• Millicent -> Millie, Milly
  • Mitchell -> Mitch
  • Morrissey -> Moz, More, Morry
  • Moses -> Moe, Mo
  • Nancy -> Nan
  • Natalie, Nathalie, -> Nat
  • Nathan, Nathaniel -> Nate
  • Nicholas -> Nick, Nicky
  • Nicola, Nicole -> Nikki, Nicki, Niki, Nikky
  • Norman -> Norm
  • Oswald -> Oz, Ozzie, Ozzy
  • Patricia -> Pat, Patty, Patsy, Trish, Tricia
  • Patrick -> Pat, Patty, Paddy
  • Penelope -> Penny
  • Peter -> Pete, Petey
  • Philip, Phillip -> Phil, Philly, Phillie, Pip, Flip, Fip
  • Priscilla -> Cilla, Priss, Prisca, Prill
  • Prudence -> Pru, Prue
  • Rachel -> Rach, Rachelle
  • Randolph -> Rand, Randy
  • Reginald -> Reg, Reggie, Rex
  • Rebecca -> Becca, Becky, Reba
  • Raymond -> Ray
  • Richard -> Dick, Rick, Richie, Rich, Ricky
  • Robert -> Rob, Bob, Bobby, Robbie, Robin, Bert, Hob, Nob
  • Roberta -> Bobbie, Robbie
  • Roderick, Rodney -> Rod, Roddy
  • Roger -> Rodge, Hodge
  • Ronald -> Ron, Ronnie
  • Rudolf, Rudolph -> Rudy
  • Russell -> Russ
  • Samuel, Samson, Samantha -> Sam, Sammy, Sammie
  • Sandra -> Sandy
  • Sarah, Sara -> Sadie, Sally
  • Sebastian -> Seb, Ian
  • Seymour -> Sy
  • Sidney, Sydney -> Sid, Syd
  • Simon -> Si
  • Stanley -> Stan
  • Stephanie -> Steph, Fanny, Stephy, Stevie
  • Stephen, Steven -> Steve, Stevie
  • Sylvester -> Sly
  • Taylor -> Tay
  • Terence -> Terry
  • Thaddeus -> Thad, Tad
  • Theodore -> Theo, Ted, Teddy, Tad
  • Theresa, Teresa -> Teri, Terri, Tess, Tessa, Resa, Tarry,
  • Thomas -> Tom, Tommy
  • Timothy -> Tim, Timmy
  • Valentine, Valerie -> Val
  • Veronica -> Ronnie, Ronni
  • Victor -> Vic, Vik, Vick
  • Victoria -> Tory, Tori, Vicky
  • Vincent -> Vince, Vinnie, Vinny
  • Viola, Violet -> Vi
  • Virginia -> Ginger, Gina, Ginny
  • Vivian, Vivien, Vivienne -> Viv, Ian
  • Walter -> Wally, Walt
  • William -> Will, Willie, Bill, Billy, Liam, Lee
  • Winifred -> Winnie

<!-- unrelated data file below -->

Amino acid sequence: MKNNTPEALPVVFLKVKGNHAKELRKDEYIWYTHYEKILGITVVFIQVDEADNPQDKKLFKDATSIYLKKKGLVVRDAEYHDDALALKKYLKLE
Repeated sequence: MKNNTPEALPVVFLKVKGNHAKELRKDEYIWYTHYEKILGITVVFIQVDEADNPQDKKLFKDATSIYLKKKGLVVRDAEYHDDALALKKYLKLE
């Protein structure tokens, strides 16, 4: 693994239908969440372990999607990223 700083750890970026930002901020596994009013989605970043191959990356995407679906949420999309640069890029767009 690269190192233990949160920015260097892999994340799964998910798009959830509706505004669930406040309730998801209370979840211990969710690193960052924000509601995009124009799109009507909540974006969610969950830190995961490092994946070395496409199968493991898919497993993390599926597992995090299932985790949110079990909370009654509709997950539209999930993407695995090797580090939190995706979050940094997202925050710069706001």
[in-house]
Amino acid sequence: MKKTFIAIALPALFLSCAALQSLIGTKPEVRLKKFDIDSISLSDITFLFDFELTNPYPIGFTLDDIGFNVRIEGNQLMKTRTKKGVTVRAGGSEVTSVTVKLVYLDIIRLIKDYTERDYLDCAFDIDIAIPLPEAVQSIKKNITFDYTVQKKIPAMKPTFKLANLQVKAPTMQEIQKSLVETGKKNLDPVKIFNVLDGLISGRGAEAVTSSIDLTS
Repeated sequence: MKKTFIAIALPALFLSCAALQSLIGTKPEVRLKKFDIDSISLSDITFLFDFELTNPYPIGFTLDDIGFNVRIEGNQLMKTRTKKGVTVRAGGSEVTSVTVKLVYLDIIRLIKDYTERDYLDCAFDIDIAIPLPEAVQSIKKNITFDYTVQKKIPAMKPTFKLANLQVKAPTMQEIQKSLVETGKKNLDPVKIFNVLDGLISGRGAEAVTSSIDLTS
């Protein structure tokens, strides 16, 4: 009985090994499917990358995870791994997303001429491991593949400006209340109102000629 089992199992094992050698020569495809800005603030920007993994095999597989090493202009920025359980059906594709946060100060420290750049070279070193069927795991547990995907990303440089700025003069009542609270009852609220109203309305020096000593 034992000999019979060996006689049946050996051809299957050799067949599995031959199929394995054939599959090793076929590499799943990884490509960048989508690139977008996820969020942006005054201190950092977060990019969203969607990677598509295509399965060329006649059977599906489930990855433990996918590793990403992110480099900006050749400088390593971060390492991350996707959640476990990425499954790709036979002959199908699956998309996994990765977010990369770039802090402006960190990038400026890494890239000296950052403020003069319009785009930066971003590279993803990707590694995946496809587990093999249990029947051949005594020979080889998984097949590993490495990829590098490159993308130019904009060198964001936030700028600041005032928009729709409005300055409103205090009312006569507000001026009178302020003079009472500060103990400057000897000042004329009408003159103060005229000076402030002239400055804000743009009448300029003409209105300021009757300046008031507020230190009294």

• Zachariah, Zachary -> Zac, Zak, Zach, Zack
  • Zebadiah, Zebedee -> Zeb

Addition of a diminutive suffix, usually -ie or -y, often to an already shortened name. This suffix connotes smallness or endearment. Although most often applied to the names of children, it is not uncommon for an adult to be referred to by the diminutive, especially by family, friends and close acquaintances:

  • Agnes -> Aggie
  • Allison -> Allie, Ally
  • Alexander, Alexandra -> Sandy; Lex -> Lexi
  • Alfred -> Alf -> Alfie
  • Amanda -> Amy, Mandy
  • Anne -> Annie; Nan -> Nancy
  • Arthur -> Art -> Artie
  • Andrew -> Andy
  • Barbara -> Barb -> Barbie
  • Barnaby -> Barney
  • Benjamin -> Ben -> Benny
  • Charles -> Charlie -> Chuck -> Chucky
  • Daniel -> Dan -> Danny
  • David -> Dave -> Davy
  • Deborah -> Deb -> Debbie
  • Dennis -> Denny
  • Dorothy -> Dot -> Dottie
  • Edwin, Edward, Edmund -> Ed -> Eddie; Ned -> Neddy
  • Elaine -> Lainie
  • Frances -> Fran -> Franny
  • Franklin-> Frank -> Frankie
  • Gabrielle -> Gabs -> Gabby
  • Gerald-> Jerry
  • George -> Georgie
  • Gillian -> Jill -> Jilly
  • Grace -> Gracie
  • Herbert -> Herb, Bert -> Herbie, Bertie
  • Isabella -> Izzy
  • Jack -> Jackie, Jacky
  • Jacqueline -> Jackie
  • James -> Jamie, Jim ->Jimmy
  • Jane -> Janey
  • Jessica -> Jess -> Jessie
  • Joseph -> Joe -> Joey
  • John -> Johnny
  • Jonathan -> Jon -> Jonnie, Jonny
  • Katherine -> Kate -> Katie, Katy
  • Kimberly -> Kim -> Kimmy
  • Kenneth -> Ken -> Kenny
  • Lawrence -> Larry
  • Leonard -> Len -> Lenny
  • Lillian -> Lil -> Lily
  • Louis -> Lou -> Louie
  • Mary -> Moll -> Molly
  • Michael -> Mick -> Micky, Mike -> Mikey
  • Nell -> Nellie, Nelly
  • Nicholas -> Nick -> Nicky
  • Oliver -> Ollie
  • Oswald -> Oz -> Ozzie
  • Patricia -> Pat -> Patty
  • Peter -> Pete -> Petey
  • Priscilla -> Cilla -> Cilly
  • Richard -> Rick -> Ricky, Dick -> Dickey
  • Robert -> Bob -> Bobby, Rob -> Robbie
  • Ronald -> Ron -> Ronnie
  • Rose -> Rosie
  • Rosemary -> Rose -> Rosie
  • Sharon -> Sher -> Sherrie -> Sherry
  • Stephen -> Steve -> Stevie
  • Susan -> Sue -> Susie, Suzy
  • Thomas -> Tom -> Tommy